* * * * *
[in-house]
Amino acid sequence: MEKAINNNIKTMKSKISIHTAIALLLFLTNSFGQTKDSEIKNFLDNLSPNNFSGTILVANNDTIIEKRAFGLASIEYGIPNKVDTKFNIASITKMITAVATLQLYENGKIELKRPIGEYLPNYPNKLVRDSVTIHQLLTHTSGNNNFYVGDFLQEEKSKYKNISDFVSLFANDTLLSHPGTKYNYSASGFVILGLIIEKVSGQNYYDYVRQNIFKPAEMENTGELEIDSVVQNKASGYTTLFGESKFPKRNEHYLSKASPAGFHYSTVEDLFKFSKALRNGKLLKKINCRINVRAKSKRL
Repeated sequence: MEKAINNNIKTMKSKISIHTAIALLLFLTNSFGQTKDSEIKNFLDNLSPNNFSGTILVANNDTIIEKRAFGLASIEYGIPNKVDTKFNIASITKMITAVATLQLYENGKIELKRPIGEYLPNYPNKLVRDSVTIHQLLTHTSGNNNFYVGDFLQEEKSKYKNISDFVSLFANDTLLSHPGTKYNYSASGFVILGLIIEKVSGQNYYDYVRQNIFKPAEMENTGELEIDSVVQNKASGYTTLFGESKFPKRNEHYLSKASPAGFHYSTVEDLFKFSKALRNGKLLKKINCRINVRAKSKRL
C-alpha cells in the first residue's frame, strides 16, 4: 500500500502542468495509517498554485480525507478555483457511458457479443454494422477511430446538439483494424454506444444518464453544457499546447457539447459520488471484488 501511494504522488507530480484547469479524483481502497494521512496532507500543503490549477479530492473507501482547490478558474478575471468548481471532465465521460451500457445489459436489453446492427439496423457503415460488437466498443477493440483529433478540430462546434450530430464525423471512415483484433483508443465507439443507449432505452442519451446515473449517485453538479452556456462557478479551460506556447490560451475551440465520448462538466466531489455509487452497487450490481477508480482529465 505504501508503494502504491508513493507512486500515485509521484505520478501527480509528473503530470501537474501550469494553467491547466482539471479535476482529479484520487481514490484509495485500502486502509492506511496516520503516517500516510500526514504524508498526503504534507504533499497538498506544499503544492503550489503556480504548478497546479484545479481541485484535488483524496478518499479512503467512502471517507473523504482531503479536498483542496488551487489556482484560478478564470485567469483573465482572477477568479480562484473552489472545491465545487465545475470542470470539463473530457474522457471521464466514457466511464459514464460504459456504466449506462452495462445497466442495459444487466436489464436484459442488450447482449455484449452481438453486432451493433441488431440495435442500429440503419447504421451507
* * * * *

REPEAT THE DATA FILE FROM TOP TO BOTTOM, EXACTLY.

[in-house]
Amino acid sequence: MEKAINNNIKTMKSKISIHTAIALLLFLTNSFGQTKDSEIKNFLDNLSPNNFSGTILVANNDTIIEKRAFGLASIEYGIPNKVDTKFNIASITKMITAVATLQLYENGKIELKRPIGEYLPNYPNKLVRDSVTIHQLLTHTSGNNNFYVGDFLQEEKSKYKNISDFVSLFANDTLLSHPGTKYNYSASGFVILGLIIEKVSGQNYYDYVRQNIFKPAEMENTGELEIDSVVQNKASGYTTLFGESKFPKRNEHYLSKASPAGFHYSTVEDLFKFSKALRNGKLLKKINCRINVRAKSKRL
Repeated sequence: MEKAINNNIKTMKSKISIHTAIALLLFLTNSFGQTKDSEIKNFLDNLSPNNFSGTILVANNDTIIEKRAFGLASIEYGIPNKVDTKFNIASITKMITAVATLQLYENGKIELKRPIGEYLPNYPNKLVRDSVTIHQLLTHTSGNNNFYVGDFLQEEKSKYKNISDFVSLFANDTLLSHPGTKYNYSASGFVILGLIIEKVSGQNYYDYVRQNIFKPAEMENTGELEIDSVVQNKASGYTTLFGESKFPKRNEHYLSKASPAGFHYSTVEDLFKFSKALRNGKLLKKINCRINVRAKSKRL
C-alpha cells in the first residue's frame, strides 16, 4: 500500500502542468495509517498554485480525507478555483457511458457479443454494422477511430446538439483494424454506444444518464453544457499546447457539447459520488471484488 501511494504522488507530480484547469479524483481502497494521512496532507500543503490549477479530492473507501482547490478558474478575471468548481471532465465521460451500457445489459436489453446492427439496423457503415460488437466498443477493440483529433478540430462546434450530430464525423471512415483484433483508443465507439443507449432505452442519451446515473449517485453538479452556456462557478479551460506556447490560451475551440465520448462538466466531489455509487452497487450490481477508480482529465 505504501508503494502504491508513493507512486500515485509521484505520478501527480509528473503530470501537474501550469494553467491547466482539471479535476482529479484520487481514490484509495485500502486502509492506511496516520503516517500516510500526514504524508498526503504534507504533499497538498506544499503544492503550489503556480504548478497546479484545479481541485484535488483524496478518499479512503467512502471517507473523504482531503479536498483542496488551487489556482484560478478564470485567469483573465482572477477568479480562484473552489472545491465545487465545475470542470470539463473530457474522457471521464466514457466511464459514464460504459456504466449506462452495462445497466442495459444487466436489464436484459442488450447482449455484449452481438453486432451493433441488431440495435442500429440503419447504421451507